It is commonly accepted that the evidence of expert witnesses must be impartial and that they owe a duty to the court to give fair, objective and non-partisan opinion evidence.
In Ontario these principles are enshrined in the Rules of Civil Procedure. Questions have remained, however as to how exactly concerns about an expert's impartiality affect the receipt of his or her evidence.
In White Burgess Langille Inman v. Abbott and Haliburton Co., 2015 SCC 23, the Supreme Court of Canada has provided much-needed guidance as to the relationship between the requirement of impartiality and the question whether the court should receive the expert's evidence at all.
The Court has affirmed that an expert's awareness of the duty to be impartial and his or her willingness to carry out that duty are necessary for an expert's evidence to be admissible. Beyond this threshold requirement, other concerns about the expert's objectivity are to be resolved in the exercise of the court's "gatekeeper" function in controlling expert evidence. The Court otherwise rejected any contention that a reasonable apprehension of bias test applied in assessing the admissibility of expert evidence.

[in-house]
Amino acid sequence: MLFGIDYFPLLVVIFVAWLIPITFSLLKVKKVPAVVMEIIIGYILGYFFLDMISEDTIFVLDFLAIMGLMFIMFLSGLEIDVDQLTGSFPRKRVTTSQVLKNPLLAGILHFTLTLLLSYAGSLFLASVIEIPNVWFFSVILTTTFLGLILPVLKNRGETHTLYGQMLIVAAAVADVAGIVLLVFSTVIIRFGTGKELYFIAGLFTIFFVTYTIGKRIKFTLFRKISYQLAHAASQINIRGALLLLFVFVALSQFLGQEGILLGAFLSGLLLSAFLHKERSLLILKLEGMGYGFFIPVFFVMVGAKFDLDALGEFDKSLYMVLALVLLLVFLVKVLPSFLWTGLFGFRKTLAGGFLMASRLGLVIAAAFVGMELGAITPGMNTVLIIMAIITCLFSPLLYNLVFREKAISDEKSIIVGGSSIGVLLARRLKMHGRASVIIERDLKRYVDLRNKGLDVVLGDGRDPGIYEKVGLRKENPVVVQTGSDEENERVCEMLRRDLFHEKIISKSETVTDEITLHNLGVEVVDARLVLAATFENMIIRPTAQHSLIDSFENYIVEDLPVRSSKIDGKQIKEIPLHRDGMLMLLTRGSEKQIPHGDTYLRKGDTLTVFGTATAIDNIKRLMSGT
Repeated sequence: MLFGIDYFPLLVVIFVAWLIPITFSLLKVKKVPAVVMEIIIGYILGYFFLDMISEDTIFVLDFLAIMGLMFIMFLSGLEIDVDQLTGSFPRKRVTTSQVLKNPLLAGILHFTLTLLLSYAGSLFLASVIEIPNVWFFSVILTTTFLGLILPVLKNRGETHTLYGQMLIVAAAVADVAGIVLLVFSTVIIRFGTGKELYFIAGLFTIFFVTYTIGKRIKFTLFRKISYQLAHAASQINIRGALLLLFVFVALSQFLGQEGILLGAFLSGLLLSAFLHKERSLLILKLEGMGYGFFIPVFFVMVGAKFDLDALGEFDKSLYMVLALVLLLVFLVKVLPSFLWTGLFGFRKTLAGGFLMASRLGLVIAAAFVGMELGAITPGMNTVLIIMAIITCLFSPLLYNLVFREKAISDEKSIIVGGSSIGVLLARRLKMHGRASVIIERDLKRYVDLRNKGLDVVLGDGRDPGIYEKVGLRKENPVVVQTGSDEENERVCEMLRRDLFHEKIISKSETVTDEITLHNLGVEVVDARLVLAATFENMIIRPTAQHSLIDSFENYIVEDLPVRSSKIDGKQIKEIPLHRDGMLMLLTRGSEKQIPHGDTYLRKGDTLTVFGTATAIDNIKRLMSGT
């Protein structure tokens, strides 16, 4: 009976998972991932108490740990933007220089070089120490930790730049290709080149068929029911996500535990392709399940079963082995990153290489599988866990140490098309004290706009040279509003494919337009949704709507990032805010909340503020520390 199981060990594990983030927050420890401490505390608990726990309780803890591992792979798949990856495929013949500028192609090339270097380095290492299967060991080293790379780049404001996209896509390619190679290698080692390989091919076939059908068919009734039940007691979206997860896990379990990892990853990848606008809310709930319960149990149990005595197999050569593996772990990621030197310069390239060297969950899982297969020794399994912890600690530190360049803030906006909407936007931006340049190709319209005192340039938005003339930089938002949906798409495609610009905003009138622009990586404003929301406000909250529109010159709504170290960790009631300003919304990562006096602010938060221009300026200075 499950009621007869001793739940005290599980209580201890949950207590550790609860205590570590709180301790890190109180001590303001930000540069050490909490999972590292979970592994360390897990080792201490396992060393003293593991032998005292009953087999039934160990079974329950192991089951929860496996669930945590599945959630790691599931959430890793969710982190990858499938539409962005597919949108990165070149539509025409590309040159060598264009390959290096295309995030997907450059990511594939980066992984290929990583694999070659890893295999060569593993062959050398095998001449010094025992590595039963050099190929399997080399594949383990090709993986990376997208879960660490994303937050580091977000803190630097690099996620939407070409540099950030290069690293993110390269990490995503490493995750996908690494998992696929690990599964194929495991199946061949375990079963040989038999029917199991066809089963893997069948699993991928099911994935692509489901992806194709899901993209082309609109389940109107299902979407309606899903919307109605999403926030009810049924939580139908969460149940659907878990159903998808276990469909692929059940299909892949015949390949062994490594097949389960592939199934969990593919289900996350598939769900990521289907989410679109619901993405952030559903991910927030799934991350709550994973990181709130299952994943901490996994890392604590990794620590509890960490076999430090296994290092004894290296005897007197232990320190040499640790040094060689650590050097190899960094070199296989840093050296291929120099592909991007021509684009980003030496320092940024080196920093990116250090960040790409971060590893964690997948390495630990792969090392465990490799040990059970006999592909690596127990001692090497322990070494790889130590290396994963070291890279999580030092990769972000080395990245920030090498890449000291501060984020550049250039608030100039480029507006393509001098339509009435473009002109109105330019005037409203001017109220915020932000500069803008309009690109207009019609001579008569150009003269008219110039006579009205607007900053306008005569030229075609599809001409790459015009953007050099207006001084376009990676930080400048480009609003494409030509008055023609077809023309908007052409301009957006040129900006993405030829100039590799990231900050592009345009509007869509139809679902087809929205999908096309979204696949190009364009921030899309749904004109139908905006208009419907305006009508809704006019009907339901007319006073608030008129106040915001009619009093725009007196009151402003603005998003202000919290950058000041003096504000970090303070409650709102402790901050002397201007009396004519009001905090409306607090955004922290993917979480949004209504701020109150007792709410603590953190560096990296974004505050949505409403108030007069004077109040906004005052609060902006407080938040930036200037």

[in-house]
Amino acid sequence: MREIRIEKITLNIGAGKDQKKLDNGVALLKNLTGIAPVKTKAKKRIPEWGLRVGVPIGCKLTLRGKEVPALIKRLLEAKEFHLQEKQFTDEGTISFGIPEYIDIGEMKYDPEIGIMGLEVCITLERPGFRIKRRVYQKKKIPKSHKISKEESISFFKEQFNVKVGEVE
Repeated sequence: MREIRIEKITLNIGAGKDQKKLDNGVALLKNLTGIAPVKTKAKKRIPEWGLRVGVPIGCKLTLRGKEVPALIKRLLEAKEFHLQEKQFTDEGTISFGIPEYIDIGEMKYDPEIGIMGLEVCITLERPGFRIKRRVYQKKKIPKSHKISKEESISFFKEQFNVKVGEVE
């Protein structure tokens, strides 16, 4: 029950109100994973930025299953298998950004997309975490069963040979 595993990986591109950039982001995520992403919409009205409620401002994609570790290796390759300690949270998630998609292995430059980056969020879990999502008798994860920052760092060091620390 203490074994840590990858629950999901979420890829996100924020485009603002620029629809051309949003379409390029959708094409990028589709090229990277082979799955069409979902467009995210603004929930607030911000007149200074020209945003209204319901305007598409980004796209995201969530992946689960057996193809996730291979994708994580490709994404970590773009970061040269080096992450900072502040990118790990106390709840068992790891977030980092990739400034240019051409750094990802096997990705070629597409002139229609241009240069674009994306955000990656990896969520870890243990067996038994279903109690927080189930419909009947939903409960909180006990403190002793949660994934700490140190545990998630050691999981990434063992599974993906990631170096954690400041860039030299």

This decision arises from a professional negligence action in Nova Scotia. The plaintiffs sued the former auditors of their company for professional negligence.
The defendants brought a motion for summary dismissal.
To resist the motion, the plaintiffs commissioned an expert from an accounting firm in forensic accounting to opine on the standard of care.
The appellants brought a preliminary motion to have her evidence struck on the basis of a reasonable apprehension of bias. They argued that the plaintiffs started the action after they had retained auditors from a different branch of an accounting firm to perform various accounting tasks and which in their view revealed problems with the defendants' previous work. The defendants argued that there was a reasonable apprehension that the expert from would be biased because of the risk that her firm would itself be sued if her evidence was rejected, or if she changed her evidence.
The motion was granted at first instance, but a majority of the Court of Appeal allowed the appeal, concluding that the motions judge erred in excluding the affidavit.
The Court's Impartiality Analysis
The Court set out a comprehensive framework for the admissibility of expert evidence. Justice Cromwell canvassed the jurisprudence, and adopted "with minor adjustments" the two step analysis for admissibility set out by the Ontario Court of Appeal in R. v. Abbey, 2009 ONCA 624:
At the first step, the party leading the evidence must establish the threshold requirements of admissibility (relevance, necessity, absence of an exclusionary rule and a properly qualified expert and, in the case of an opinion based on novel or contested science, the reliability of the underlying science). Justice Cromwell held that impartiality is a new threshold requirement for the admissibility of expert evidence.